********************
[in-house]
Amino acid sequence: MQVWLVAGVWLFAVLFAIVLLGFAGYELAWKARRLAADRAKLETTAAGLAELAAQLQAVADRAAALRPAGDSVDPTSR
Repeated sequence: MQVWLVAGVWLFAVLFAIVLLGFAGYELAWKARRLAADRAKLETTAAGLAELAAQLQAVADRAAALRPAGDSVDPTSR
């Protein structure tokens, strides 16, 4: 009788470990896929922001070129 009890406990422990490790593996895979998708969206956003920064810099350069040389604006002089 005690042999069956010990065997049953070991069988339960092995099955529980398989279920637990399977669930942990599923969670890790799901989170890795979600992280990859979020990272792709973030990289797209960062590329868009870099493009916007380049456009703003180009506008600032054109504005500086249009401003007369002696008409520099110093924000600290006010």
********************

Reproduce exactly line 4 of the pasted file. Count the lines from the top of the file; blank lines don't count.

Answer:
């Protein structure tokens, strides 16, 4: 009788470990896929922001070129 009890406990422990490790593996895979998708969206956003920064810099350069040389604006002089 005690042999069956010990065997049953070991069988339960092995099955529980398989279920637990399977669930942990599923969670890790799901989170890795979600992280990859979020990272792709973030990289797209960062590329868009870099493009916007380049456009703003180009506008600032054109504005500086249009401003007369002696008409520099110093924000600290006010």